An employer may not file more than one H-1B petition for each prospective employee during the fiscal year. But does not preclude petitions from related employers (e.g., parent and subsidiary companies or affiliates) from filing petitions for the same beneficiary. Employer must demonstrate a legitimate business need to do so.
USCIS will accept all H-1B petitions during the first 5 business days before conducting a random selection process so that applicants need not file the application exactly on April 1st of the year.
Petitioner/employer must be US employer.
Self-petitioning owner is not an employee.
Independent contractor is not an employee.
Staffing company is not an employer unless petitioner retains control over employee’s work, salary, and advancement.
The employer must establish that it has the right to control the beneficiary’s work, including the ability to hire, fire, supervise, and be responsible for the overall work and that it will do so for the duration of the H-1B.
[a] itinerary services or engagements and the location where work will be performed
[b] signed employment agreement detailing the terms and conditions of employment
[c] employment offer letter that clearly describes the nature of employer-employee relationship and the services to be performed
[d] relevant portions of contract with clients if employee will work off-site
[e] signed contractual agreements, statements of work, work orders, service agreements, and letters between petitioner and authorized officials of the ultimate end-client companies
[f] position description or documentation that describes the skills for the job
[g] beneficiary’s pay records and payroll summaries
[h] beneficiary’s time sheets
[i] prior year’s work schedules
[j] examples of work product created by employee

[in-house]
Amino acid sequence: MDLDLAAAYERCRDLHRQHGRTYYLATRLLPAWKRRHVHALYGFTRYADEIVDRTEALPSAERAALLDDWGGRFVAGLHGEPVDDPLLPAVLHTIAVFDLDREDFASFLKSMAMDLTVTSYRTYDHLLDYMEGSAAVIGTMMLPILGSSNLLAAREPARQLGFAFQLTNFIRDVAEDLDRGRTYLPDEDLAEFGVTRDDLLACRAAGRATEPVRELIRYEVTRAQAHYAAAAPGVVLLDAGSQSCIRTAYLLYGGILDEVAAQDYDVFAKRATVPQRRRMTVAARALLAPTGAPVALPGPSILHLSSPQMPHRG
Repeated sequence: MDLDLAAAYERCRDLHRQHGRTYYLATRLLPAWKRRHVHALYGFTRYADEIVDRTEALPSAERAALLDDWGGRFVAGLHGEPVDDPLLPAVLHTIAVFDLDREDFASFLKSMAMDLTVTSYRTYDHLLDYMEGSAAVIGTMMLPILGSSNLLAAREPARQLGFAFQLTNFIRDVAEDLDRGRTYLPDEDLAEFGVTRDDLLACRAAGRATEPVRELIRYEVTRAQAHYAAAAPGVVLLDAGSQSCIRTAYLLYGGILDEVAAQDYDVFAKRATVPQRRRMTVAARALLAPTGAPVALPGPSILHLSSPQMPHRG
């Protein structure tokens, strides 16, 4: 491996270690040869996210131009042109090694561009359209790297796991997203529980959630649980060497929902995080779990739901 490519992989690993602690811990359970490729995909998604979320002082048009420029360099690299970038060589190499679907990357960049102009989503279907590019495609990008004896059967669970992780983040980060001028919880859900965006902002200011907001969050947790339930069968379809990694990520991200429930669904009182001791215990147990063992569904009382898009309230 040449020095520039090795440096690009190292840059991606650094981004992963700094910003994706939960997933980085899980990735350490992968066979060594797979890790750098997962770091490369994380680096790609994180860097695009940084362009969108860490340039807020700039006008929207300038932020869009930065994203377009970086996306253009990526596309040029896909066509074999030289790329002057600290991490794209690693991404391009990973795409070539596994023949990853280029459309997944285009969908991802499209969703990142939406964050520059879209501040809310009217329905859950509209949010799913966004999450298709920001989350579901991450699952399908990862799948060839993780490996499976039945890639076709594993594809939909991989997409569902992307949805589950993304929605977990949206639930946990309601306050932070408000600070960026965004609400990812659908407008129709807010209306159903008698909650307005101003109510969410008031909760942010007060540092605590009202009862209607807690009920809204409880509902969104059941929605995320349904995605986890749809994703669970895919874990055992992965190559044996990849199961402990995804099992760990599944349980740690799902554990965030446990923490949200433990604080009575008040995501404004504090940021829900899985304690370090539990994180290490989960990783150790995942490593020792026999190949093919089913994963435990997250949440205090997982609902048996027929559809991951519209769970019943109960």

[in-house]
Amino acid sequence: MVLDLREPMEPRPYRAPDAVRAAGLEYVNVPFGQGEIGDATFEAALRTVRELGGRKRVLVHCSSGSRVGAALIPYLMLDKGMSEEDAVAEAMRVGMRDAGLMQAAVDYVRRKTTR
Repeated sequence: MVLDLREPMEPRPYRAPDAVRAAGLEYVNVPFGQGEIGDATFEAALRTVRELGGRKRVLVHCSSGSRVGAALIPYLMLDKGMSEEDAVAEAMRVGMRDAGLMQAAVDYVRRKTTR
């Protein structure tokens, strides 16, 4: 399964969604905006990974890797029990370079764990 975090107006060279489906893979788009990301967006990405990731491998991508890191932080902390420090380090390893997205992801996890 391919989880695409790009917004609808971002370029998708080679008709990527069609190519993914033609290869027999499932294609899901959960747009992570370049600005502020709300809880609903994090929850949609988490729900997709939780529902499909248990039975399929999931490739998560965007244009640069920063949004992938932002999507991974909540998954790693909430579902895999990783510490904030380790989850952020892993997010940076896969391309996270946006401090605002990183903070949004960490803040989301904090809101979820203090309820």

[k] dated performance reviews
[l] employment history records that include date of hire, promotions, transfers, etc
H-1B procedure begins when employer files Form I-129.
Fees to DHS:
1. Standard I-129 fee: $325 as of 2015 / $1,225 for premium processing
2. $1,500 if employer has more than 25 full time employees / $750 if less than 25 full time employees – INA §214(c)(9)
3. $500 fraud prevention and detection fee – INA §214(c)(12)
Bonus: if employer has more than 50 full time employees AND 50% of the employees are H-1Bs or L-1s, the employer must pay a fee of $2,000 in addition to the other fees
Petitions usually filed with Vermont or California Service Centers.
Copy of LCA must be submitted.
Petition validity will be recorded as of date of work not date of approval.
1. Degrees; evidence of experience; written contracts
3. License, etc
4. Proof of ability to pay salary is not required
If there is change in employee location, appropriate LCA need to be filed and certified, appropriate work site posting is in place, and other wage and hour obligations are met, then no amended petition is required.
Petition may be approved up to 3 years and extended for maximum of 6 years.
An extension may be given for more than one year (in on year increments, up to 3 year maximum) only when there is time remaining in the first 60 year period.
For more information on H-1B Visas contact Joseph at [email protected]